Signing of the German-Soviet Non-Aggression Treaty (August 23, 1939)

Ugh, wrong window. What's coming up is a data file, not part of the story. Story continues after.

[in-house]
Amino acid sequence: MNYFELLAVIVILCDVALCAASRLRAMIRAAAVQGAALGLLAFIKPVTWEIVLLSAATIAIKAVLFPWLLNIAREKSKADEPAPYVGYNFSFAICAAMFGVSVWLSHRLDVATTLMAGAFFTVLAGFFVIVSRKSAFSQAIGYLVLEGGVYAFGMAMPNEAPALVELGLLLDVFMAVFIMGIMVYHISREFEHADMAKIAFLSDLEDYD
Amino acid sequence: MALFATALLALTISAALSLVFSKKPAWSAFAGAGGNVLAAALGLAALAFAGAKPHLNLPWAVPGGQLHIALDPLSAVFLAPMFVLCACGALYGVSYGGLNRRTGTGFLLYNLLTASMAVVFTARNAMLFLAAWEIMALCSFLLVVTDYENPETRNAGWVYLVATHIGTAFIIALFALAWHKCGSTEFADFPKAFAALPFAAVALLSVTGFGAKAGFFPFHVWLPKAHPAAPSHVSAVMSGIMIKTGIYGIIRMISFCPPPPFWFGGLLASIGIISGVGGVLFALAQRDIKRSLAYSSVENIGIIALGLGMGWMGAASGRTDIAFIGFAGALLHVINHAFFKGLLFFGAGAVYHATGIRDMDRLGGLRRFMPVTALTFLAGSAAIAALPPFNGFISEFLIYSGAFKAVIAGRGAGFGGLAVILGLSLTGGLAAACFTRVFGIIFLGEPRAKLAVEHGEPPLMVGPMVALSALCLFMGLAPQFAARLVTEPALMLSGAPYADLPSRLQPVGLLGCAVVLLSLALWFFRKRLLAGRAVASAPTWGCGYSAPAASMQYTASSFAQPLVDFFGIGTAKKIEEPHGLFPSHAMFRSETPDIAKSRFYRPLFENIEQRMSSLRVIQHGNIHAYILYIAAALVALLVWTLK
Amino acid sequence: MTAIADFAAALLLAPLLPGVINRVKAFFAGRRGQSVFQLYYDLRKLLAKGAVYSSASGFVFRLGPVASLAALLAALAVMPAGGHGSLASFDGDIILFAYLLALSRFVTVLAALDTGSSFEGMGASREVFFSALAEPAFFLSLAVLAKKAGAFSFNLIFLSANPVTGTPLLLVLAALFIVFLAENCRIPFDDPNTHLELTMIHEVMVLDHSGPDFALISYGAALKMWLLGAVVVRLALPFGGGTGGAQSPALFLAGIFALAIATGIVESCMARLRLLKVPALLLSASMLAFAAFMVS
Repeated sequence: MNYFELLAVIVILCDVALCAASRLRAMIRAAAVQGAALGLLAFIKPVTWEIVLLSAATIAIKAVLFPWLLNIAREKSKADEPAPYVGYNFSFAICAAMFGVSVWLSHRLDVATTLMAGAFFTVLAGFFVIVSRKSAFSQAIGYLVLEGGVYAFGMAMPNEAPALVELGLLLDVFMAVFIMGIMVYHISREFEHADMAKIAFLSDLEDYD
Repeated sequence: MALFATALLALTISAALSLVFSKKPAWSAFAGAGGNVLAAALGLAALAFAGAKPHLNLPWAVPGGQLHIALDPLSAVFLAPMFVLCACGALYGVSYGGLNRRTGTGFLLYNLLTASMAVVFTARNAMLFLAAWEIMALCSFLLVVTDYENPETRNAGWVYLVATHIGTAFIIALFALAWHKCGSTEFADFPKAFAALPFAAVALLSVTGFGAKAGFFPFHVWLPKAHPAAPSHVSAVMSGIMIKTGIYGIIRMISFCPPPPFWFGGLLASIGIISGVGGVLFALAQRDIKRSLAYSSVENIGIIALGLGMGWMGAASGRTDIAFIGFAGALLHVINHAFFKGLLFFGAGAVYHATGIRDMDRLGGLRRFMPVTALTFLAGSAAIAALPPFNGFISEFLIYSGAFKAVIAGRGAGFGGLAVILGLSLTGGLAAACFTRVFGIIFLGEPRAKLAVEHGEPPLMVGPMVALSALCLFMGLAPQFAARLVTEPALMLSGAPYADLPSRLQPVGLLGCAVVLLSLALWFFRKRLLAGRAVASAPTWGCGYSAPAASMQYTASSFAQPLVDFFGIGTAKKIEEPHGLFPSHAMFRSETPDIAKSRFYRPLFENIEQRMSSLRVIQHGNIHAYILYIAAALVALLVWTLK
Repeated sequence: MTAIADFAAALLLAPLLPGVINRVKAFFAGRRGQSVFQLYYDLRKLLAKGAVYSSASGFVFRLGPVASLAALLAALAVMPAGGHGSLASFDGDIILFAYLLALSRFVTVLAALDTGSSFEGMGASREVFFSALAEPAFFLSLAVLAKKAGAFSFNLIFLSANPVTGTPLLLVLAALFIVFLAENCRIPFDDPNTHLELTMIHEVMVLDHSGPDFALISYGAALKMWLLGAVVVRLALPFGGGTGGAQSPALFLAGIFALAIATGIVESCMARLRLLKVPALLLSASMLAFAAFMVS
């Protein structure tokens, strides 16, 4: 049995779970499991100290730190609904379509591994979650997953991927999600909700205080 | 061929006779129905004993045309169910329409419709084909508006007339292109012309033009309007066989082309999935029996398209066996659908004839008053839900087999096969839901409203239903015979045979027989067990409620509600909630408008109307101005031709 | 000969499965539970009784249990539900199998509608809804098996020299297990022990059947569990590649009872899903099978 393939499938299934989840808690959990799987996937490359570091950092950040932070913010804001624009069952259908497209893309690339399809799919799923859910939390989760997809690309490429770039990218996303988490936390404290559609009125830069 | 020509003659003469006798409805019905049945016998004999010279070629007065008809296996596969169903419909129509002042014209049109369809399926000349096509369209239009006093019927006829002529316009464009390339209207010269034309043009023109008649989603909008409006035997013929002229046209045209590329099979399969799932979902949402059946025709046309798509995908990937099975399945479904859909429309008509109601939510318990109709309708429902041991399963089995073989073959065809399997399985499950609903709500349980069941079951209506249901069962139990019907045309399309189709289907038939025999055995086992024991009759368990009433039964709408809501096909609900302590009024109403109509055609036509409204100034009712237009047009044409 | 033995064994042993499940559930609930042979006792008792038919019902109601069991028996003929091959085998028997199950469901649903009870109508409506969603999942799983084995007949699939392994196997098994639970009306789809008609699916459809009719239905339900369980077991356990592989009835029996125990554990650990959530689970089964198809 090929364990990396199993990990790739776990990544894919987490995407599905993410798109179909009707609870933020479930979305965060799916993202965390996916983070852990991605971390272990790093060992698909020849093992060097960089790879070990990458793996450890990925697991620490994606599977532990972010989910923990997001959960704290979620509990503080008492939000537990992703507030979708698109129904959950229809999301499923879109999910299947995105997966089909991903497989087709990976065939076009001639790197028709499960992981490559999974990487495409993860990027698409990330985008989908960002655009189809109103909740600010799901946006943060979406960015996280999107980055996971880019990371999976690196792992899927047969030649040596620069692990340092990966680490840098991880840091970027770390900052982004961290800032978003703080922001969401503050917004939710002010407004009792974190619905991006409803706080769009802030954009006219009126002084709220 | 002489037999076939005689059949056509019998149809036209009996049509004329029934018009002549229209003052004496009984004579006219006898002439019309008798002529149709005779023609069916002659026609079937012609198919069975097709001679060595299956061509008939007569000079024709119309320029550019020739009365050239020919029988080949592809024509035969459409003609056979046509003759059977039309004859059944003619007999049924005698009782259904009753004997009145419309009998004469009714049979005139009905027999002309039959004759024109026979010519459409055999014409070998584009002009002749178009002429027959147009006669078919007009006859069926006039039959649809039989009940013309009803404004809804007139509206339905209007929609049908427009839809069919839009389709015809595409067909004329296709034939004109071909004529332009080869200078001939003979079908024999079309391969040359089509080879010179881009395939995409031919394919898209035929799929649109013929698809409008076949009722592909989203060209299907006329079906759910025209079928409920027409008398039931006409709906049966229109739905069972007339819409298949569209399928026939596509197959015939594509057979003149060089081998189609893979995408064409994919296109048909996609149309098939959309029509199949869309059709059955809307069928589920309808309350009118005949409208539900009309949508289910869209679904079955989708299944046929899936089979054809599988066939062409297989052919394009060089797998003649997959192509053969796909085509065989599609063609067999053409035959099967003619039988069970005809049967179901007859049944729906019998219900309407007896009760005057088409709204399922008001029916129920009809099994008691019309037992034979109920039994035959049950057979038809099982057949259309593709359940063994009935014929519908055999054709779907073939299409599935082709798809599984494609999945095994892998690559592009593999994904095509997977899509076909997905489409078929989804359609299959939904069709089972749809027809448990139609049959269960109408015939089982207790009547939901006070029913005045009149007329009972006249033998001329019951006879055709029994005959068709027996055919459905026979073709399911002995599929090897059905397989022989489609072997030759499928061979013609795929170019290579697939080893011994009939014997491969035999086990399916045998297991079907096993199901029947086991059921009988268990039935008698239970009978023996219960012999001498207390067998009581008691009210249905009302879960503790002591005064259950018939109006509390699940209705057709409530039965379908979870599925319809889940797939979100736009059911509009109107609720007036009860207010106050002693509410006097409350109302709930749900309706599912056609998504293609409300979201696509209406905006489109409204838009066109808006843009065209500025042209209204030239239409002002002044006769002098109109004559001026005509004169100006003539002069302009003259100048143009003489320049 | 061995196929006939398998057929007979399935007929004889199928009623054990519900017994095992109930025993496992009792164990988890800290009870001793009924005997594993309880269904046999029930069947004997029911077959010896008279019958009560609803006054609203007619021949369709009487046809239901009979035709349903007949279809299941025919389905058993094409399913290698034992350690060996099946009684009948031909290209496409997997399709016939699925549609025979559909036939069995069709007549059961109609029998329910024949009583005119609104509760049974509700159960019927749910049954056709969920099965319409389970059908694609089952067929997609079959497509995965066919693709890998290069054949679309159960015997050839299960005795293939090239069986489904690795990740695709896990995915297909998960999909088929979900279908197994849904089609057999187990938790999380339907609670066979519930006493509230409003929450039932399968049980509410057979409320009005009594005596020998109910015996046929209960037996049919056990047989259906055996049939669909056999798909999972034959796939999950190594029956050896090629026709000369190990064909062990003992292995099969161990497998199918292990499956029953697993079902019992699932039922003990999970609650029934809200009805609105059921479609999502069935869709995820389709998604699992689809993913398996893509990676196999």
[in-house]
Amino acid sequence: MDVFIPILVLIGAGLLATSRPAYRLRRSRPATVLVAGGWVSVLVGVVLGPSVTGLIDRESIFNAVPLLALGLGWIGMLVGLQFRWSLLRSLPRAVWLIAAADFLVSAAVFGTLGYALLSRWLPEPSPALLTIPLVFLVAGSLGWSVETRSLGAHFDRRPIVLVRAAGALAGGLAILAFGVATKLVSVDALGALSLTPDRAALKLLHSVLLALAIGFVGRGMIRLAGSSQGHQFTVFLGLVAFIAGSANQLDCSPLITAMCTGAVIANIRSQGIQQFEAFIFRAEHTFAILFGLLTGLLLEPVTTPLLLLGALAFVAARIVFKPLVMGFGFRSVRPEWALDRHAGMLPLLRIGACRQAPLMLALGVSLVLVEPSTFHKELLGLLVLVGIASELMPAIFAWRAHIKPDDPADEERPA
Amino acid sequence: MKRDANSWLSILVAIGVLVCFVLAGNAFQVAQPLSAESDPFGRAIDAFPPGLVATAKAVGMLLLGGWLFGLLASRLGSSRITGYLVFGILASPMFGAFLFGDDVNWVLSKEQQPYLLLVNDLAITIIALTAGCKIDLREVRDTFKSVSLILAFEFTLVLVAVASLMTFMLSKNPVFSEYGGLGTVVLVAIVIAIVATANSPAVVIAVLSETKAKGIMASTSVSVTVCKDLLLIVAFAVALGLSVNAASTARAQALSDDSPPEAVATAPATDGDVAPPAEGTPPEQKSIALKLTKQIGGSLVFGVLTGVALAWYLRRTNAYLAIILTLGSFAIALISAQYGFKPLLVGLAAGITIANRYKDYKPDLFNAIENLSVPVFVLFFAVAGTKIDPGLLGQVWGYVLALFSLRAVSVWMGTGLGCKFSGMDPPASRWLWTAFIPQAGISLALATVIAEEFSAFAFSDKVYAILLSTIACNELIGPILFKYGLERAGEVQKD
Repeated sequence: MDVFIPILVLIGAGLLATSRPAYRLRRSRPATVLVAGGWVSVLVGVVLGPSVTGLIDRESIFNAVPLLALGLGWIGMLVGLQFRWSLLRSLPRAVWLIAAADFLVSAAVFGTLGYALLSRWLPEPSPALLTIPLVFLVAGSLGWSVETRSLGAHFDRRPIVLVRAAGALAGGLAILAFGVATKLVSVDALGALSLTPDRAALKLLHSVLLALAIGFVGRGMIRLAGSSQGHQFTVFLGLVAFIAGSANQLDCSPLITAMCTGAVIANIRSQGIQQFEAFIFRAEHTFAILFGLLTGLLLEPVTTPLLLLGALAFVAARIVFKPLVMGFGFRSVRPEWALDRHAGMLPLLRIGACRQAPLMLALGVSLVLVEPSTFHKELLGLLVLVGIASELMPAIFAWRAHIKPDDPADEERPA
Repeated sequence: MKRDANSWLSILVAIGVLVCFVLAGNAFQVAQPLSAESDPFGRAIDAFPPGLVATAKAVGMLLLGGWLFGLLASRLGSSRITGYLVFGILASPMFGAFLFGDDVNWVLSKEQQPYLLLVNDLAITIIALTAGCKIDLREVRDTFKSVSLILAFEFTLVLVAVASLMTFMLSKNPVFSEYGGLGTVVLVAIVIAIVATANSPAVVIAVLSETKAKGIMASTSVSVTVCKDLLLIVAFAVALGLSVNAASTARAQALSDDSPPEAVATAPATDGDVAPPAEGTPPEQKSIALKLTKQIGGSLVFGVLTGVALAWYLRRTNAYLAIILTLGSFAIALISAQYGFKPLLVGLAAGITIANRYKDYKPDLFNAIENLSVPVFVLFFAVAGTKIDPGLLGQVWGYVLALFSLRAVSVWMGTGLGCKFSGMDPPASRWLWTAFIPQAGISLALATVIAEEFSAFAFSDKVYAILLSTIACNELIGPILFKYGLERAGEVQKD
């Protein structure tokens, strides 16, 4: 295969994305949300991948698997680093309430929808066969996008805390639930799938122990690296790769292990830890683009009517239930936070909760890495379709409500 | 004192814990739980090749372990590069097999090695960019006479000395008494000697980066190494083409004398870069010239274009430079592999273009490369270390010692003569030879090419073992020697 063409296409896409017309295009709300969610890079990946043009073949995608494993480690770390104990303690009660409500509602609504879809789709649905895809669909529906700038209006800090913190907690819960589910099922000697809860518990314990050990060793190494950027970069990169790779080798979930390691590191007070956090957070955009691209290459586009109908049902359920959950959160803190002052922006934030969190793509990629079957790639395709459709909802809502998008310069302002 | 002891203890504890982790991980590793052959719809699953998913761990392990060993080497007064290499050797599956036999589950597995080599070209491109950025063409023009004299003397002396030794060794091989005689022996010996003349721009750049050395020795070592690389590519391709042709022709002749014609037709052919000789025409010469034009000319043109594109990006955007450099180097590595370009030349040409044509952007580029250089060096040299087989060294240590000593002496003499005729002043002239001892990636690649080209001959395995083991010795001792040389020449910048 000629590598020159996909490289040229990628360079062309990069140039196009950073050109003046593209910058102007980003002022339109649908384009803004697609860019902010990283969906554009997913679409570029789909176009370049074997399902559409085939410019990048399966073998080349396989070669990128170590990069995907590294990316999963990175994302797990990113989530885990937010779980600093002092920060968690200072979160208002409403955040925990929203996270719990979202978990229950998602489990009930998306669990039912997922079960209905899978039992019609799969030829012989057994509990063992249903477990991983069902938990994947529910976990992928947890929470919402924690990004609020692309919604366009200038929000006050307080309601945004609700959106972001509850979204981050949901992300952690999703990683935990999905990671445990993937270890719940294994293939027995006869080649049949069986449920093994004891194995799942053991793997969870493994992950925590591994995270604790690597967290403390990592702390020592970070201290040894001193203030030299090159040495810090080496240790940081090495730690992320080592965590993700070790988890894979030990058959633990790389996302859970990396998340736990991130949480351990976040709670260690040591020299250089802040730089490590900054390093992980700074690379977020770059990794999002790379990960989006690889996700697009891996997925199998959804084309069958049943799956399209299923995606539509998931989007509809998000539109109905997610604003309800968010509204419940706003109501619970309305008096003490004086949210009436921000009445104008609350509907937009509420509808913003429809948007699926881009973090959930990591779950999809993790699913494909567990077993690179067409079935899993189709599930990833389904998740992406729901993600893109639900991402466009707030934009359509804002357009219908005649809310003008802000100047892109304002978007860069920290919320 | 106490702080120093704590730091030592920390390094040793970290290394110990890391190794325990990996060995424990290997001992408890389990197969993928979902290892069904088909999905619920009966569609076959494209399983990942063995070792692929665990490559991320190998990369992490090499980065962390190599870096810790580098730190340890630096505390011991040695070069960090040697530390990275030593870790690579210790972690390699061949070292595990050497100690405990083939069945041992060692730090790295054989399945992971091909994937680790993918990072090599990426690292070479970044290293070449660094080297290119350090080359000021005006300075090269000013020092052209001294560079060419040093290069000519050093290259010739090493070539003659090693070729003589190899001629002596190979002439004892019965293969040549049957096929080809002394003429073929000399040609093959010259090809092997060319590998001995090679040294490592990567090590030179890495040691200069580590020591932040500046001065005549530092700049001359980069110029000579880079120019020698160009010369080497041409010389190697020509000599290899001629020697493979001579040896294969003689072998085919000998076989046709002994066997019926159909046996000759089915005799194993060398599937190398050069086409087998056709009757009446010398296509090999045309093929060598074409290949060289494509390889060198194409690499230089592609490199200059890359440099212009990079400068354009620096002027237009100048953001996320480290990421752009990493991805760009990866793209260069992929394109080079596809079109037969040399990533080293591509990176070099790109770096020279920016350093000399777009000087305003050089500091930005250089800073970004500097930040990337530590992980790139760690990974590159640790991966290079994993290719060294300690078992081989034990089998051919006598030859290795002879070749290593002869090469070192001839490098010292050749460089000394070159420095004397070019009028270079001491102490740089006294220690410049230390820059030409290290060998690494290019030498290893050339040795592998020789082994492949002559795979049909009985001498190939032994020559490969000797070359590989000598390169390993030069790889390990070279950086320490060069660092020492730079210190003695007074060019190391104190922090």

In 1939, German war preparations were advancing rapidly on all fronts, including the diplomatic one. Over the course of the year, the German Reich formed a multitude of alliances to optimize the country's economic and military-strategic position before the start of war. These alliances included non-aggression pacts with Latvia, Estonia, and Denmark, as well as raw materials agreements with Sweden, Norway, and Romania. The most important diplomatic success, however, was the signing of the German-Soviet Non-Aggression Treaty on August 23, 1939. Hitler knew that the Soviet Union, alone or together with Great Britain and France, could endanger his plans for a war against Poland. For his part, Stalin wanted to ensure that German expansion would be limited to Polish territory for the time being. After weeks of negotiations, Foreign Minister Joachim von Ribbentrop and Soviet Foreign Minister Soviet Foreign Minister Viacheslav Molotov reached an agreement that astonished the international community. The ideological archenemies committed themselves for the next ten years to neutrality in the event of war, to the peaceful resolution of conflicts, and to the broadening of their trade relationship. In a secret supplementary protocol, Germany and the Soviet Union also agreed to divide up the territory of Poland and Eastern Europe between themselves. The photo shows, from left to right, Ribbentrop, Stalin, and Molotov at the signing of the Non-Aggression Treaty.